In 2008, Jackman was seen in Twentieth Century Fox’s Deception opposite Ewan McGregor and the romantic action-adventure epic Australia, directed by Baz Luhrmann.

Jackman has also starred in Darren Aronofsky’s The Fountain, Christopher Nolan’s The Prestige and Woody Allen’s Scoop. He has lent his voice to the animated features Happy Feet and Flushed Away. Other films in which he has had leading roles include Someone Like You, Swordfish, Van Helsing and Kate and Leopold, for which he received a 2002 Golden Globe nomination.

For his portrayal of the 1970s singer-songwriter Peter Allen in The Boy From Oz, Jackman received the 2004 Tony Award® for Best Actor in a musical as well as Drama Desk, Drama League, Outer Critics Circle and Theatre World awards.

Previous theater credits include Carousel at Carnegie Hall, Oklahoma! at the National Theater in London (Olivier Award nomination), “Sunset Boulevard” (for which he won a Mo Award, Australia’s Tony Award) and Disney’s Beauty and the Beast (Mo Award nomination). (more…)


MIKE GOLD: Movie Theaters Suck

gold-column-art-120118-4888446I’ve said it before, and I can’t say it enough: John Ostrander is my oldest friend and a virtual brother. We grew up as Northsiders in Chicago, as Cubs fans and as comics fans, and we believe that politics is a more interesting version of cage wrestling. I’d take a bullet for the guy, I’d pull it out of my ample gut, put it on a chain and give it to him. I’d leave it to John to wash it off.

In this space last Sunday, John explained why he loves going to movie theaters. I agree with his points; I think I agree with each and every one of them. But we differ in the conclusion.

Movie theaters suck. They are stupidly expensive. They are a drive to a long parking lot. For the price of a mid-sized carton of popcorn at the multiplex, you can make enough of the stuff to feed most of East Asia. At least one asshole (someday me) is going to forget to turn his cell phone off. Other assholes are going to be texting like a crackhead chicken playing tic-tac-toe on a hotplate. Because they have to pay so much to get into the joint, half the audience thinks they can abandon the concepts of common decency and babble like a crackhead chicken playing tic-tac-toe on a hotplate.

By the way, that’s not necessarily the teenaged and young adult half of the audience. I’ve had to tell yentas old enough to be my grandmother to shut the hell up, even resorting to whispering to one “shut up and learn some fucking manners!”

Oh, yeah. Did I mention the commercials? Commercials?? Really? Commercials? That’s just an insult. I don’t care if it reduces the already outlandish ticket price. That’s like selling a bag of shit for only $12.00.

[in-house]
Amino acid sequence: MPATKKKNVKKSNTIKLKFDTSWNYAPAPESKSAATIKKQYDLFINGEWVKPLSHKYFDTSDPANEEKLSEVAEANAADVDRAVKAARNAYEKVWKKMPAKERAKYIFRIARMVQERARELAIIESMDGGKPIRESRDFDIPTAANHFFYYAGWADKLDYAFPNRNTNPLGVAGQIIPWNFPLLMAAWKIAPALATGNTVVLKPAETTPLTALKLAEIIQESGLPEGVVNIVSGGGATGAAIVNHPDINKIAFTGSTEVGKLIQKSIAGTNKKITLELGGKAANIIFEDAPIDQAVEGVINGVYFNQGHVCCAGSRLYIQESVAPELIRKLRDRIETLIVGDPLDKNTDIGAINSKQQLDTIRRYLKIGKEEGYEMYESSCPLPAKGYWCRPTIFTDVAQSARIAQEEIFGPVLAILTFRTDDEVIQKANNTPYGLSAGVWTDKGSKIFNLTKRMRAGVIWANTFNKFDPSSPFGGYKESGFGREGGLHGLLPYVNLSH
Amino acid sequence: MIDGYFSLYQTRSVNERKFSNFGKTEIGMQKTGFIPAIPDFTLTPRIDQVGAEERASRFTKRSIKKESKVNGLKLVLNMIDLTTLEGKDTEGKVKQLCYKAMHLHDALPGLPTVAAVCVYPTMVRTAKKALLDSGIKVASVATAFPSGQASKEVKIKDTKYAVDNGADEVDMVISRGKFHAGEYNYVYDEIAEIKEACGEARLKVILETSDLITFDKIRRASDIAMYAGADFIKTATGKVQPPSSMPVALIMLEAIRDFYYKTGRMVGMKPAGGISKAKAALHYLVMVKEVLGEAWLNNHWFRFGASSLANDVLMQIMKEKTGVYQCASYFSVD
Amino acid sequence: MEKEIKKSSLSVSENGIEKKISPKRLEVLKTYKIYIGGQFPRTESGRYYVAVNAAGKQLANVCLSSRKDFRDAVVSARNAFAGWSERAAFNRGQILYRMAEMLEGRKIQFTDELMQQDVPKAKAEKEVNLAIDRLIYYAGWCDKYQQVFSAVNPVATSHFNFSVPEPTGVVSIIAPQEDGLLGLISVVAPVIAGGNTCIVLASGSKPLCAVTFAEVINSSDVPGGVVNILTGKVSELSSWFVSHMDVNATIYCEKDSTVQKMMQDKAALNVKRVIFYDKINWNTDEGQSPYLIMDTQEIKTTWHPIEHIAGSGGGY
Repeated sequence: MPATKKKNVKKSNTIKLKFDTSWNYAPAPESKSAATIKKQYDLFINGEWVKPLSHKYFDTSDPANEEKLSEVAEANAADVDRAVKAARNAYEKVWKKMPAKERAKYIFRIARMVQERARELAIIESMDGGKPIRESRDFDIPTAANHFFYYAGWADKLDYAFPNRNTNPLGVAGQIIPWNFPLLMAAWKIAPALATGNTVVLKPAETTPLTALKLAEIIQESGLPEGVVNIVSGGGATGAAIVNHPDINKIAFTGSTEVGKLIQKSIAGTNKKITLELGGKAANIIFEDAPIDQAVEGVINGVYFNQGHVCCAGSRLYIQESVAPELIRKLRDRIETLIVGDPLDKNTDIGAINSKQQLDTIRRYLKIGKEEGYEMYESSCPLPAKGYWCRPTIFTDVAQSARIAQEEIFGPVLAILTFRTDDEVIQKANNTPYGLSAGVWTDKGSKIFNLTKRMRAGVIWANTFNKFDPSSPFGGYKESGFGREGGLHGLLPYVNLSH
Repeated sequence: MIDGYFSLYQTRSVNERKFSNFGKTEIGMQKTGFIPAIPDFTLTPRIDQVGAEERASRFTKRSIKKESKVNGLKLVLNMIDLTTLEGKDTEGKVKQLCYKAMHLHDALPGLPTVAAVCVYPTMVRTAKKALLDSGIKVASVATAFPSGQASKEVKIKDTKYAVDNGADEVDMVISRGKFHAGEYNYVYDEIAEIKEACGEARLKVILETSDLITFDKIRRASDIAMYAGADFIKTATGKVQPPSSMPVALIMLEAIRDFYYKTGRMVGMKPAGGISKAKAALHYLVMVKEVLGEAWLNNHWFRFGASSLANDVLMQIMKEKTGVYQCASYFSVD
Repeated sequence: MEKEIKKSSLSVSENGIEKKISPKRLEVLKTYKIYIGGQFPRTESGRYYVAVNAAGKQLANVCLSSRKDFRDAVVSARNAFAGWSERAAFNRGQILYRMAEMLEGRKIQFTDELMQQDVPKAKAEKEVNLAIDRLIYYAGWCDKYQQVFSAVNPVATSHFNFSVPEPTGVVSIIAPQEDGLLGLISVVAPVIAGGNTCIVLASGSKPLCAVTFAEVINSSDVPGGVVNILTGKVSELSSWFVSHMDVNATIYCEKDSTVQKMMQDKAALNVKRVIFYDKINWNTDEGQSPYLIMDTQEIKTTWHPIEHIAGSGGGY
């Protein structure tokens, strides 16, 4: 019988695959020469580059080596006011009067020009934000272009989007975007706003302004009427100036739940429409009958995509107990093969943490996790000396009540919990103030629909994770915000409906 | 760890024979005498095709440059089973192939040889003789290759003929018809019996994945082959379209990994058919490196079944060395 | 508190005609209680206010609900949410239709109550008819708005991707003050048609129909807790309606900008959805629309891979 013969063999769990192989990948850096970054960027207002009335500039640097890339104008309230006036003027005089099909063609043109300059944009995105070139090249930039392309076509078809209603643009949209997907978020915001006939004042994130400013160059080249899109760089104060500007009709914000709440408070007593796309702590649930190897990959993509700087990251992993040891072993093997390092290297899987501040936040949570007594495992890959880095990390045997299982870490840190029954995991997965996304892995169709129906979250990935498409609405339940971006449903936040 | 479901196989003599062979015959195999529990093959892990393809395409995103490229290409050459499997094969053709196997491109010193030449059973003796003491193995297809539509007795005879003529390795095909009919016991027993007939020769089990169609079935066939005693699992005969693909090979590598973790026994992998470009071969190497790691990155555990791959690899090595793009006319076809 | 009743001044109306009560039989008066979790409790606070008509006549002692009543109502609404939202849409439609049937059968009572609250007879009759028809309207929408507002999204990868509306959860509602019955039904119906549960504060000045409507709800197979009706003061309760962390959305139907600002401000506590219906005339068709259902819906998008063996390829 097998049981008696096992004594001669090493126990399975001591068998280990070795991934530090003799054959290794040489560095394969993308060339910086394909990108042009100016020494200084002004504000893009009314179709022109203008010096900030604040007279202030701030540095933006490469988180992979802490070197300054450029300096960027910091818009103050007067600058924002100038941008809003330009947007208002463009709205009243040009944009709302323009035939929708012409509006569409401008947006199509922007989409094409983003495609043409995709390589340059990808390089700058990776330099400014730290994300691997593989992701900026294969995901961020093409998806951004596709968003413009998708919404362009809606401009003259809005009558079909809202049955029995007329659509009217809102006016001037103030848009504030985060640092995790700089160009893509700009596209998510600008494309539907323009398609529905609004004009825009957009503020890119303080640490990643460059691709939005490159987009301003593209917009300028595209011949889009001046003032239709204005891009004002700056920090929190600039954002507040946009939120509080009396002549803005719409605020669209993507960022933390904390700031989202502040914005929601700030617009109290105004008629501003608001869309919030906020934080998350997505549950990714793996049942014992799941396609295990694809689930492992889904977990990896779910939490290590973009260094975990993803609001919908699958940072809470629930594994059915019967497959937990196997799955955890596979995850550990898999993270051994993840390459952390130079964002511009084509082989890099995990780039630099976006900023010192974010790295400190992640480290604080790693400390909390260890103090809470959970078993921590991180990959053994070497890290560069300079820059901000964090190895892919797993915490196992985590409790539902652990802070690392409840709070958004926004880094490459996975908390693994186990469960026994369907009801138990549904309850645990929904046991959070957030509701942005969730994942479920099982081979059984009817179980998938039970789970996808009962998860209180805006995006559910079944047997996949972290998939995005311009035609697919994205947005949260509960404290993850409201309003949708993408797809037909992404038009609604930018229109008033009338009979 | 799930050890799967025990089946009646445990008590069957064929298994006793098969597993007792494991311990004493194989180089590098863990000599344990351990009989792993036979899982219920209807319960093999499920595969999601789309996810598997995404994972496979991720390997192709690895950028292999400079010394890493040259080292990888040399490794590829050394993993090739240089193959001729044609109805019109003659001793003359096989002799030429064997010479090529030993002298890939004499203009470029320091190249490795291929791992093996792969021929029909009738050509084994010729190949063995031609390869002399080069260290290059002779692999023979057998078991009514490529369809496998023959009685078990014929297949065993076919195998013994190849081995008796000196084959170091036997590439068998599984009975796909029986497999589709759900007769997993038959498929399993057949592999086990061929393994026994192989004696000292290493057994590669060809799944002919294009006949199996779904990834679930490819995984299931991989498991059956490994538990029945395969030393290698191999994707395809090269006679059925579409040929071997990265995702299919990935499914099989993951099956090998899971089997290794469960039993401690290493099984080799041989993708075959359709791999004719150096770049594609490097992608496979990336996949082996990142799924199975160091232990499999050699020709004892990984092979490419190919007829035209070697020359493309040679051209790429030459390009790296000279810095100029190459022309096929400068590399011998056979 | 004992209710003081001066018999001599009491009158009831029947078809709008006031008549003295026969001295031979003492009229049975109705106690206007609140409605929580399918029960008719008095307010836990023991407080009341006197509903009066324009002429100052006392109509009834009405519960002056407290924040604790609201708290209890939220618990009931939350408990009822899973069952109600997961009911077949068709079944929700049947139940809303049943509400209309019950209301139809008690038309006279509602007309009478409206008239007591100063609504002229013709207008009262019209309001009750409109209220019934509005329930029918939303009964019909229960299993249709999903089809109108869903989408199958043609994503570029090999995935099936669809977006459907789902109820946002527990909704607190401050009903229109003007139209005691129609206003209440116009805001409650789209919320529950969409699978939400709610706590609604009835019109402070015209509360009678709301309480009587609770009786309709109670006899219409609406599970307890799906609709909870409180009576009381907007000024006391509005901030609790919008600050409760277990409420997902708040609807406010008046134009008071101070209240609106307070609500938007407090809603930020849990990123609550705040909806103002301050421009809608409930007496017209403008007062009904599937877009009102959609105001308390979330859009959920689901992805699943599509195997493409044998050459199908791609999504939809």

But it’s the other part of John’s argument that I wish to address.

Last year, our ancient 35” cathode ray tube died. Soul daughter Adriane and I immediately performed CPR, to no avail. After sitting in stunned silence for a while, I mentioned I had planned on this happening eventually. The very next morning – no time to sit shiva – we went out and bought a 55” LED HDTV, 240 mHz, with Wi-Fi. Later on we enhanced the sound system and still later found a Blu-Ray player in a box of Post Toasties. Combined, the whole operation cost less than the 35” CRT it replaced – and I’m not even talking constant dollars. For the price of two-dozen movie theater outings, we can conquer Hollywood.

Nonetheless, Adriane asked why I was insistent on getting a 55” screen. I said that when she’s 60, she’ll understand. I also warned her I’ll be moving the couch a couple inches closer to the screen each year.

It is not the same as seeing a movie in a real theater… but it’s damn close, particularly on Blu-Ray. If there’s somebody babbling at the screen, chances are it’s me and I am exceptionally entertaining. The popcorn is better and comparatively free of charge. If my cellphone rings, I turn it off. There’s no driving involved. I don’t even have to get dressed – sometimes.

And there are no commercials.

Different strokes for different folks, and I’m not knocking John’s choice. I’m sure the theaters in the Flint Michigan area are less expensive than they are in the New York metro area. Still, John and I grew up going to many (if not all) of the same, glorious movie palaces that were often better than the movies they showed. If I had a chance to do that again, I’d do it in a heartbeat. And I haven’t sworn off going to the movies, but these days it’s a rare event involving a large group of friends, an impulse choice, or a multiplex in the middle of nowhere but within a short drive of whatever motel I’m staying at off an Interstate.